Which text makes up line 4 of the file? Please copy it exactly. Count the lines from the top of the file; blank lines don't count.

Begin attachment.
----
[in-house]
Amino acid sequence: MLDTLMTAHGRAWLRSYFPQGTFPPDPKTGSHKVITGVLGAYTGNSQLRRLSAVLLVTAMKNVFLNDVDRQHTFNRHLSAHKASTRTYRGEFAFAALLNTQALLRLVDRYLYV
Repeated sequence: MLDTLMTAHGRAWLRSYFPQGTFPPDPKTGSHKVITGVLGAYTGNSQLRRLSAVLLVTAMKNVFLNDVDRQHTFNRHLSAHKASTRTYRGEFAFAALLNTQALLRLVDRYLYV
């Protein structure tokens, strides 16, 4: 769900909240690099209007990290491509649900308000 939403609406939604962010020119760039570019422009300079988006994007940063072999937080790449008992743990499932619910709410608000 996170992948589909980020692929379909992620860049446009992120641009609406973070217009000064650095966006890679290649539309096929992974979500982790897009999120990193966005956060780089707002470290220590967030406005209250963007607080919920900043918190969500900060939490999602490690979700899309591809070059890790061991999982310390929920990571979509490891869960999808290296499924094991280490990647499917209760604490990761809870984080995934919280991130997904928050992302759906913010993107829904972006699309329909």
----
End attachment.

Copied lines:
């Protein structure tokens, strides 16, 4: 769900909240690099209007990290491509649900308000 939403609406939604962010020119760039570019422009300079988006994007940063072999937080790449008992743990499932619910709410608000 996170992948589909980020692929379909992620860049446009992120641009609406973070217009000064650095966006890679290649539309096929992974979500982790897009999120990193966005956060780089707002470290220590967030406005209250963007607080919920900043918190969500900060939490999602490690979700899309591809070059890790061991999982310390929920990571979509490891869960999808290296499924094991280490990647499917209760604490990761809870984080995934919280991130997904928050992302759906913010993107829904972006699309329909």